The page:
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Bronx Lawmakers, Union Leaders, and Advocates Call on Gov to Fund Bronx Blooms, Not Fumes!

Assembly Members Jeffrey Dinowtiz and Karines Reyes, and Senator Sepúlveda rallied with union leaders, community members, and advocates to urge Governor Hochul to include the Green Transit, Green Jobs, Bill in Budget


Nydia Gutiérrez,

Today, Assembly Members Dinowtiz and Reyes, Senator Sepúlveda, labor leaders, and advocates gathered in scattered spring rain to call on Governor Hochul to include the Green Transit, Green Jobs bill (S.6089/A.6414) in the SFY 2025 Final Budget. The bill mandates that public bus systems convert to zero-emission buses and incentivizes the manufacture of electric buses in New York’s high-need communities.

It would also bolster the state’s struggling manufacturing sector by ensuring a just and fair transition for impacted workers including good, family-sustaining jobs. Provisions such as these would allow the Bronx and communities across the state to benefit from the blooming zero-emission bus industry and combat the fumes that disproportionately spew from diesel buses in the area. Attendees dawned face masks and held wilted flowers to symbolize the detrimental impacts diesel fumes have on the area’s human and natural inhabitants.

“In 2019, I championed the enactment of New York’s Climate Leadership and Community Protection Act, recognizing the imperative of aggressive greenhouse gas reduction targets to combat our climate crisis,” said Assembly Member Jeffrey Dinowitz. “My Green Transit, Green Jobs bill mandates the transition to zero-emission buses in public transportation systems, safeguarding collective bargaining rights and offering workforce training. This initiative is essential in achieving our ambitious climate goals by shifting away from traditional buses emitting harmful pollutants to energy-efficient zero-emission alternatives.”

“The reality is, we are really struggling to breathe here in the Bronx,” said Assembly Member Karines Reyes. We have some of the highest asthma rates in the country. This bus depot, while providing us with much-needed public transportation, is also a source of fumes that asphyxiate the community around it. We need solutions that not only address the health needs of the Bronx, New York, our country, and the globe but also provide the type of employment in the future that the community is looking for. I think this bill is a great first step and we need to fight for it to be included in the budget.”

“If we’re going to truly address our climate crisis, we need collective action and a substantial investment in public infrastructure,” said Senator Tim Kennedy, Chair of the Senate Transportation Committee. “By incentivizing our state’s transportation transition to zero-emission vehicles, we’re actively working to meet our ambitious environmental goals and invest in our workforce.”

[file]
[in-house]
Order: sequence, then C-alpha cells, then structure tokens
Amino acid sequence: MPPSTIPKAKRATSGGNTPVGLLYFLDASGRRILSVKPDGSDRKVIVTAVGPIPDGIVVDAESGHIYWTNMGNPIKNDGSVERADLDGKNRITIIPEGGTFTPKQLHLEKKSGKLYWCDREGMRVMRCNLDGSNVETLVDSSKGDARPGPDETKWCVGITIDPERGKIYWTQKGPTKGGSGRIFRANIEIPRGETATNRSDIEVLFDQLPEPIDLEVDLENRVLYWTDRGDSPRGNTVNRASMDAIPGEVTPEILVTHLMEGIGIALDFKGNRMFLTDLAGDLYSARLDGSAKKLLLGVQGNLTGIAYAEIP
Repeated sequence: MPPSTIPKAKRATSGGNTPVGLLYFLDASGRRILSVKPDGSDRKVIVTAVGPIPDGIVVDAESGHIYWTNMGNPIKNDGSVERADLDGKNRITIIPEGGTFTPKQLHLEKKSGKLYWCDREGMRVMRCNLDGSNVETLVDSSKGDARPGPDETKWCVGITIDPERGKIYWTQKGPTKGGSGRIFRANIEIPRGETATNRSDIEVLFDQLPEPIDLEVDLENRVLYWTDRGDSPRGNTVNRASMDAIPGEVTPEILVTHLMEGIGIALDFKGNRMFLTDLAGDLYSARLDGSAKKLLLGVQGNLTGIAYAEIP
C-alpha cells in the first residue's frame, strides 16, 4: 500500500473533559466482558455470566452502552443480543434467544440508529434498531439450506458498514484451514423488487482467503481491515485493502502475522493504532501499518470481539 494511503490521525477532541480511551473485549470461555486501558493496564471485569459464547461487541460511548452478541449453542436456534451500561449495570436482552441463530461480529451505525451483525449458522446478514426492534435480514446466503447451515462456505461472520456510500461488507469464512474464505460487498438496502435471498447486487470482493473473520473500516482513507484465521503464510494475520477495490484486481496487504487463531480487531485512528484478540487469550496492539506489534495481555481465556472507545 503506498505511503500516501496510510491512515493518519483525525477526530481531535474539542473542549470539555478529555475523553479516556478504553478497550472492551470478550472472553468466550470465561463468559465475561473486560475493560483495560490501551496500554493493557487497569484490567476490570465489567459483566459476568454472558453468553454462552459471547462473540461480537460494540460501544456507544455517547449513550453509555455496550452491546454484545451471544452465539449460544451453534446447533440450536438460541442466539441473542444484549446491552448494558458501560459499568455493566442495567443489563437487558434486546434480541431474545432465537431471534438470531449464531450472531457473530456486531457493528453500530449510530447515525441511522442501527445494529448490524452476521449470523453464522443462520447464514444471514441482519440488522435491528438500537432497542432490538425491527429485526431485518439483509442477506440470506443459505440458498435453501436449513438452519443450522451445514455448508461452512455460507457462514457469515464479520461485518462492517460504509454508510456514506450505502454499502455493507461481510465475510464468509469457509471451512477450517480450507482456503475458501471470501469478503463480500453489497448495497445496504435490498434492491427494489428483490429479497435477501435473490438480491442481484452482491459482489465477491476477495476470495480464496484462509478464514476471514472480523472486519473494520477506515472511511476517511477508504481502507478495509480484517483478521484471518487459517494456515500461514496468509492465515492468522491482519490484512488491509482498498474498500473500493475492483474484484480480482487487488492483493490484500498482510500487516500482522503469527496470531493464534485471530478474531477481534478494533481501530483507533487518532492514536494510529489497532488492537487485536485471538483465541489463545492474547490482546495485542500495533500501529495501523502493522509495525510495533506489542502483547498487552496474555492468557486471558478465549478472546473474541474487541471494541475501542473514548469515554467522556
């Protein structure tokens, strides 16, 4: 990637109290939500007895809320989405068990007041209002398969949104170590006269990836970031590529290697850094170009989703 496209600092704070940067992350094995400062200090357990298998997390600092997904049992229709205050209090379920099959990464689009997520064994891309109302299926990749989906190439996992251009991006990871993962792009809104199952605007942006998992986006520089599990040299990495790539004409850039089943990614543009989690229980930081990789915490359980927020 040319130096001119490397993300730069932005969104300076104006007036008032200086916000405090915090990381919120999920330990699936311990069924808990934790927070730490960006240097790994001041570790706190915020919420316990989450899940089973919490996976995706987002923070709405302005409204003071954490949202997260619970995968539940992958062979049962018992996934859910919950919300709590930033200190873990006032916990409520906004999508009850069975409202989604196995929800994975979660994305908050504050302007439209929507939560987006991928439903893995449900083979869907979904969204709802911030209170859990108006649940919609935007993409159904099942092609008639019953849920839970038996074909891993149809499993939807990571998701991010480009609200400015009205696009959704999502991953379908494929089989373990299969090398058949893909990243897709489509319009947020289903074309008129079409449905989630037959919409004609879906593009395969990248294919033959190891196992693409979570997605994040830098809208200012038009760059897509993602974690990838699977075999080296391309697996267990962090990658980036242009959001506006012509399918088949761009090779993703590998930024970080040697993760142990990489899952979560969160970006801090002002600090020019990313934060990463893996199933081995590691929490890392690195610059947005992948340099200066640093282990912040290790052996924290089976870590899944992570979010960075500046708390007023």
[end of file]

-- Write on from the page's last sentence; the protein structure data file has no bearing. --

“As we stand on the threshold of a greener future for New York, the Green Transit, Green Jobs Bill represents not just a commitment to combating climate change, but a pledge to our workforce and communities,” said Senator Luis Sepúlveda. “It’s about ensuring that as we move towards a zero-emission future, we’re also creating a just, equitable path for those whose livelihoods are intertwined with the transition. This bill is our promise to not leave any New Yorkers behind as we embrace the green economy.”

With the state budget due to be finalized next month, action is needed now to clean the air in New York’s neighborhoods while providing good green manufacturing jobs. The transportation sector accounts for 41% of all fuel combustion emissions in the state. These planet-heating gasses drive climate change and cause high levels of tailpipe pollution that account for more than 2,000 premature deaths in New York each year.

Emissions from medium- and heavy-duty vehicles, especially transit buses, have an outsized impact on poor air quality and negative public health outcomes in the Bronx. The Bronx has some of the worst air pollution in the nation, with an estimated 20 percent of children suffering from asthma in some Bronx neighborhoods. The borough received an “F” in the American Lung Association’s latest State of the Air Report for high ozone days, and the asthma rate in the South Bronx is eight to twelve times higher than the national average, leading to its nickname of “Asthma Alley.” Buses and other medium- and heavy-duty vehicles are a leading contributor to this crippling pollution, making legislation like Green Transit, Green Jobs a crucial tool in protecting Bronx residents’ health.

“We along with our allies and elected officials are calling on Gov Hochul to pass the Green Transit Green Jobs bill, New Yorkers can and will fight climate change while also fighting corporate greed,” said Brandon Mancilla, UAW Region 9A Director.